Forget it all, every last
It can’t be recalled, anyway.
The quest for antecedent,
for the contours of primordial meat dumpling,
for the steps marched en route to annihilation,
however noble, is doomed, in the end.
Don’t imagine otherwise. Don’t be lulled
by branches waltzing by on gray silk,
by the ache of your blurry yearning,
into conclusions of grandeur or imagined connection.
Pulp the maps and the
burn the photo albums.
Circumvent the archives,
municipal and otherwise.
Why face the natives pissing at the tour bus?
Don’t go to the tombstones,
tottering in drunken gloom.
You won’t find anything.
I come from the garden of nothing and nowhere,
and to there I shall return.
You too, you know.
But, if anything should happen to
me in the by and by,
her many chins aquiver at last,
peering through the lace of bramble and tangle,
take care of my children.
This one is X,
and this here is the angel Y,
my twin integers against the apocalypse.
That’s all I ask. And thank you for visiting.
Come see us again soon.
All the schoolyard
taunts initially came to
He--beanpole, tower, tree trunk,
ropy, Lincoln, skyscraper,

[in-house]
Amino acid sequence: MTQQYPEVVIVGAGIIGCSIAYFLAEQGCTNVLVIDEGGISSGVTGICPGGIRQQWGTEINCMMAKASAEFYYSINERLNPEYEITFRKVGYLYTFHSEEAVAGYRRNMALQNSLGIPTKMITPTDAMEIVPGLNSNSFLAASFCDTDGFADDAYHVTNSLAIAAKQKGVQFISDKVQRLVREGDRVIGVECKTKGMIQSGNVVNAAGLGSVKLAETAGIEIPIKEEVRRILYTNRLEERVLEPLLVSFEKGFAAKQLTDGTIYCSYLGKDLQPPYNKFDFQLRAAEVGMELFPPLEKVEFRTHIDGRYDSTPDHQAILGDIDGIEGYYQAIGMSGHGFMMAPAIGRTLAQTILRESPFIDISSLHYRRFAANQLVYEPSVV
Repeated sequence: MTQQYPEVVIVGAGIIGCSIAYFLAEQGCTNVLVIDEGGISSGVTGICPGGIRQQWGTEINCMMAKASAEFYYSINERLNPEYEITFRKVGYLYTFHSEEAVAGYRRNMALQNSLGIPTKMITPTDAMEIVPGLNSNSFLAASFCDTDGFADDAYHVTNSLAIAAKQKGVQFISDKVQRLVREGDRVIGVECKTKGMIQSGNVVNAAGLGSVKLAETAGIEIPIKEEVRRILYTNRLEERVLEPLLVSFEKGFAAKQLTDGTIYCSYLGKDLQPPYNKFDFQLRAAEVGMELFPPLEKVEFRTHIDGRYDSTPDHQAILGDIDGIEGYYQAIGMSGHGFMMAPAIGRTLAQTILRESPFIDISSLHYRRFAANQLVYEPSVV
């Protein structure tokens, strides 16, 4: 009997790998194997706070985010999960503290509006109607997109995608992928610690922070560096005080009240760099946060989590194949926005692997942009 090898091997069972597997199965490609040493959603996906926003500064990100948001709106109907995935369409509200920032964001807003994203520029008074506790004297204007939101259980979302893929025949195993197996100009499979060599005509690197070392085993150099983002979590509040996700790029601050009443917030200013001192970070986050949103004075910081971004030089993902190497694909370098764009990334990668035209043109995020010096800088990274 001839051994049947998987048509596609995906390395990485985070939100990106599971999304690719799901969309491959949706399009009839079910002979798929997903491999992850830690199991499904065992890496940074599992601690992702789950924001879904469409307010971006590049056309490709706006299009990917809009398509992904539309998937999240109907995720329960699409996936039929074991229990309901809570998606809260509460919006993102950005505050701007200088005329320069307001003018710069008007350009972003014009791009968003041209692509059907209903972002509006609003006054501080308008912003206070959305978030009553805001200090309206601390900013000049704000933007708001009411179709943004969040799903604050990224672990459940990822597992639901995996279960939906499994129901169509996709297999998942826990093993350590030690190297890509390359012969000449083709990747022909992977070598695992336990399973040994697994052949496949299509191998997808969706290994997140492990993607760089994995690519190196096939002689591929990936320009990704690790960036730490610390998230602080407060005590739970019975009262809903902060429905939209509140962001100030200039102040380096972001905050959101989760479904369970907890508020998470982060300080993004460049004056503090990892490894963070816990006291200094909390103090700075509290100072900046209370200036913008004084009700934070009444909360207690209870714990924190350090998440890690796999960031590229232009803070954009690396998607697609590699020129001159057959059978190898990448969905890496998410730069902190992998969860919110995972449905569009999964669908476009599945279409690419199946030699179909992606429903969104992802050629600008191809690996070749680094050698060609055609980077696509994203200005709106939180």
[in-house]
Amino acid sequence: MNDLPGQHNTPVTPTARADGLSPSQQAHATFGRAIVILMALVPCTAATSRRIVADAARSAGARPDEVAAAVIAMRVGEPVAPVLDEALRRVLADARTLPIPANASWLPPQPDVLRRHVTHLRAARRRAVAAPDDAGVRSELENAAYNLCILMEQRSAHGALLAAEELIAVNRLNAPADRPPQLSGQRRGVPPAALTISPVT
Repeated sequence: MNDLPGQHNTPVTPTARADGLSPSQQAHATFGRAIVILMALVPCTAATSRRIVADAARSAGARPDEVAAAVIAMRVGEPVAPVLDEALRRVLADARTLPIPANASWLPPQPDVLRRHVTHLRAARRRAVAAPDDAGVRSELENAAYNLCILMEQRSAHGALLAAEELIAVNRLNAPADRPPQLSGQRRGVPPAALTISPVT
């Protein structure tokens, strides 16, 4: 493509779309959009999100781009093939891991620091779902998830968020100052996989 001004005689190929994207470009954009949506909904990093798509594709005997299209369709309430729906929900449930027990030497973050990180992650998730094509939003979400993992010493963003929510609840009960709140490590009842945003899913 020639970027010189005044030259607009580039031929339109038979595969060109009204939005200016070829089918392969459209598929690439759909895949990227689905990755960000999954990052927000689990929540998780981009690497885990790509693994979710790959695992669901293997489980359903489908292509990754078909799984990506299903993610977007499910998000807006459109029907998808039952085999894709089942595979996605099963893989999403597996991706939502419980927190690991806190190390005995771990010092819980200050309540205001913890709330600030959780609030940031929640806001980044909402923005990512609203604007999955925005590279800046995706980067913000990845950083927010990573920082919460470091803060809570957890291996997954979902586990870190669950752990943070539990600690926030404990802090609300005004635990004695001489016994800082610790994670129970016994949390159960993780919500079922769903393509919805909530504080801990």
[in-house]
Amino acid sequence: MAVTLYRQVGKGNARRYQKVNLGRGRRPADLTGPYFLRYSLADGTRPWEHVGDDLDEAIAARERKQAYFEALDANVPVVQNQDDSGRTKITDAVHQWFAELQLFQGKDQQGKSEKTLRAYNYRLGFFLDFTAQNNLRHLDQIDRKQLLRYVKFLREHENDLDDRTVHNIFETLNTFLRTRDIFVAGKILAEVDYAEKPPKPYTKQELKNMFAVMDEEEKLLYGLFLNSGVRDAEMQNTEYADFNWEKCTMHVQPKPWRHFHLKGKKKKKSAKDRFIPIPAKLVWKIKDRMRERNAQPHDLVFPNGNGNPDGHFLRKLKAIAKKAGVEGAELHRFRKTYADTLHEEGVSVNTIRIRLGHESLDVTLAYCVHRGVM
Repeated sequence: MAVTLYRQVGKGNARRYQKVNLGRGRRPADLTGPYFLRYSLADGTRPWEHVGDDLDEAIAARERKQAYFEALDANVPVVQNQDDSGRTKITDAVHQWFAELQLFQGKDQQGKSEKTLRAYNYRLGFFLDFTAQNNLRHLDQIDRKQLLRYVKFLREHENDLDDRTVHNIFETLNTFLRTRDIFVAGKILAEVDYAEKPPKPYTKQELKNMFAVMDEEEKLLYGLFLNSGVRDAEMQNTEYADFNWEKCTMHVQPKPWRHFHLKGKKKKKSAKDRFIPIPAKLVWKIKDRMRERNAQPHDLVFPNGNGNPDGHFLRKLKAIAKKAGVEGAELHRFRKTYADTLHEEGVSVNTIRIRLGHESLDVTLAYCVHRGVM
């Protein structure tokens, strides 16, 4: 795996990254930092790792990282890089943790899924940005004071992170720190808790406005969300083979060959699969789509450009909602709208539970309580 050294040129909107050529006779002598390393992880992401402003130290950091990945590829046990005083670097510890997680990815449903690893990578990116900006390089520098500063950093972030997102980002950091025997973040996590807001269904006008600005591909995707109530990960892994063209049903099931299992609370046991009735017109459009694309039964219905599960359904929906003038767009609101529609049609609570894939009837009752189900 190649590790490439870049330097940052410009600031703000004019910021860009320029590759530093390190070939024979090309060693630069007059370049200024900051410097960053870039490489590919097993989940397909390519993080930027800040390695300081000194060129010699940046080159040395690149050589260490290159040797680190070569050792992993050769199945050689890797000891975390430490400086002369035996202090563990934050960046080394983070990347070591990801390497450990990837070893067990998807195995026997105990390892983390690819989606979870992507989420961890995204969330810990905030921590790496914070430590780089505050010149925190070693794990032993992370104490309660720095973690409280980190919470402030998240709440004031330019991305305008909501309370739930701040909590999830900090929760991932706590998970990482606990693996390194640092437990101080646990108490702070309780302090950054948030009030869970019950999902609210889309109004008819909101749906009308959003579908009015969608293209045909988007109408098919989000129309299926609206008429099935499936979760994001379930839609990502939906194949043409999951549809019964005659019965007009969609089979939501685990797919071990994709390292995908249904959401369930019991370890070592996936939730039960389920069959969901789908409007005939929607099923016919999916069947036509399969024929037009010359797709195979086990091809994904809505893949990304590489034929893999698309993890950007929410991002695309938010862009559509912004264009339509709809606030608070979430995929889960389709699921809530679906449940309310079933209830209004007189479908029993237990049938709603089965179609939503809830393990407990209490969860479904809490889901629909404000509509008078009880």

(But now with a twist—the ripple of sinew,
the strain of bicep.)
And she far below—a speck, paramecium,
toy, bobble-head, Weeble.
An odd couple, sure, but also
With Sarina, you see, Marvin made
His long limbs formed a fortress around
her barkless muzzle, her tiny body—
more places to hide, snuggle, get warm,
even in summer.
A light bore through her rheumy eyes at
His every move, his very touch transformed
her into ecstasy.
With Sarina, Marvin removed his mantle of
the voices from long ago, the stares of
In the fog of her declining breath, he
could loosen the fortress of his discipline.
Hovering around his ankles, her limp was
if not healed, then irrelevant.
Her wiry gray curls became damask under
his massive hands.
Throughout their strolls the neighbors
eyed, not the tower and the toy,
but me, the one behind them. It was so
obvious: none of this was about me.
Even when Marvin pooled Sarina’s drool and
I saw myself
hobbling to the toilet of an old age
a scrim on the eyelids banished to the
cobwebs of foreshadow, even then I knew this.
So don’t let this poem be about me, the
ghostly lover outside the frame.
If you have to see me here at all, see me
not as interloper,
but as chronicler of a gentle love. Listen
to me as I walk with them,
whispering my incantation, my mantra of
Sarina, Serena, serene, serenity,
Sarina, Serena, serene …
Yermiyahu Ahron Taub is the author of two
volumes of poetry, The Insatiable Psalm (Hershey, Pa.:
Wind River Press, 2005) and What Stillness
Illuminated/Vos shtilkayt hot balykhtn (West
Lafayette, Ind., Parlor Press, 2008; Free Verse Editions
series). His Yiddish and English language poems, one of which
was nominated for a Pushcart Prize, have appeared in numerous
publications, including Eclectica Magazine, Loch
Raven Reciew, The Orange Room Review, Prarie
Schooner, and The South Carolina Review. He
was honored by the Museum of Jewish Heritage asa one of New
York's best emerging Jewish artists. Visit his website